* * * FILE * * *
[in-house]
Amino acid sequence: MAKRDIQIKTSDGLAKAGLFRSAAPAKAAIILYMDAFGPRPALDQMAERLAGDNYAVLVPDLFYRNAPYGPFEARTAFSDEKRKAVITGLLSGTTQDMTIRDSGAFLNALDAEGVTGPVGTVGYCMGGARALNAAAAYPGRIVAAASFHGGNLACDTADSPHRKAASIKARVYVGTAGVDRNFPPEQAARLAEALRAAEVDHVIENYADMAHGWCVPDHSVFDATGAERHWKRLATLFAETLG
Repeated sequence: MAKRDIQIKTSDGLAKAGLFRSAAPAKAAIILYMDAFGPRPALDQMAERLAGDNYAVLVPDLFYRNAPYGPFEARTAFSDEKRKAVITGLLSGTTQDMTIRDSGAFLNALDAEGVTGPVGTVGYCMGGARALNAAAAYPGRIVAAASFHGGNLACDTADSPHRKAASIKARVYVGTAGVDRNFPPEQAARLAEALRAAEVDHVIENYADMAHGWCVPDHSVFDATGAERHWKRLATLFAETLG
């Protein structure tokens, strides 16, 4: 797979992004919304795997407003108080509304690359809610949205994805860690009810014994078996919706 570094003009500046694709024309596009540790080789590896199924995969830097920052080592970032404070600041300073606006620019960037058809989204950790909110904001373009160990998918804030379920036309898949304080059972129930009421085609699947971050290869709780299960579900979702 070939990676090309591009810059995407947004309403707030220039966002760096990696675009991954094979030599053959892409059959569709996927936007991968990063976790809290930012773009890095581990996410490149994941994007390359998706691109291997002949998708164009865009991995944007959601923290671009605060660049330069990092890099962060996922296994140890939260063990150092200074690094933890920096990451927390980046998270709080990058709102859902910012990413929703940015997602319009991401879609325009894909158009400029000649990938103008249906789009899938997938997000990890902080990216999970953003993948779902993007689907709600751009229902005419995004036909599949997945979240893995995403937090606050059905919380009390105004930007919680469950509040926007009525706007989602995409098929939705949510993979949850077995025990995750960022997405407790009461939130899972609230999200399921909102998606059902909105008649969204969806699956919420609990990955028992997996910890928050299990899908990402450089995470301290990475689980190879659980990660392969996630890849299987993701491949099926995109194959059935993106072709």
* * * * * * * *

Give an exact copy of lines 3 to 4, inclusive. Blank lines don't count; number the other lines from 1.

Repeated sequence: MAKRDIQIKTSDGLAKAGLFRSAAPAKAAIILYMDAFGPRPALDQMAERLAGDNYAVLVPDLFYRNAPYGPFEARTAFSDEKRKAVITGLLSGTTQDMTIRDSGAFLNALDAEGVTGPVGTVGYCMGGARALNAAAAYPGRIVAAASFHGGNLACDTADSPHRKAASIKARVYVGTAGVDRNFPPEQAARLAEALRAAEVDHVIENYADMAHGWCVPDHSVFDATGAERHWKRLATLFAETLG
């Protein structure tokens, strides 16, 4: 797979992004919304795997407003108080509304690359809610949205994805860690009810014994078996919706 570094003009500046694709024309596009540790080789590896199924995969830097920052080592970032404070600041300073606006620019960037058809989204950790909110904001373009160990998918804030379920036309898949304080059972129930009421085609699947971050290869709780299960579900979702 070939990676090309591009810059995407947004309403707030220039966002760096990696675009991954094979030599053959892409059959569709996927936007991968990063976790809290930012773009890095581990996410490149994941994007390359998706691109291997002949998708164009865009991995944007959601923290671009605060660049330069990092890099962060996922296994140890939260063990150092200074690094933890920096990451927390980046998270709080990058709102859902910012990413929703940015997602319009991401879609325009894909158009400029000649990938103008249906789009899938997938997000990890902080990216999970953003993948779902993007689907709600751009229902005419995004036909599949997945979240893995995403937090606050059905919380009390105004930007919680469950509040926007009525706007989602995409098929939705949510993979949850077995025990995750960022997405407790009461939130899972609230999200399921909102998606059902909105008649969204969806699956919420609990990955028992997996910890928050299990899908990402450089995470301290990475689980190879659980990660392969996630890849299987993701491949099926995109194959059935993106072709």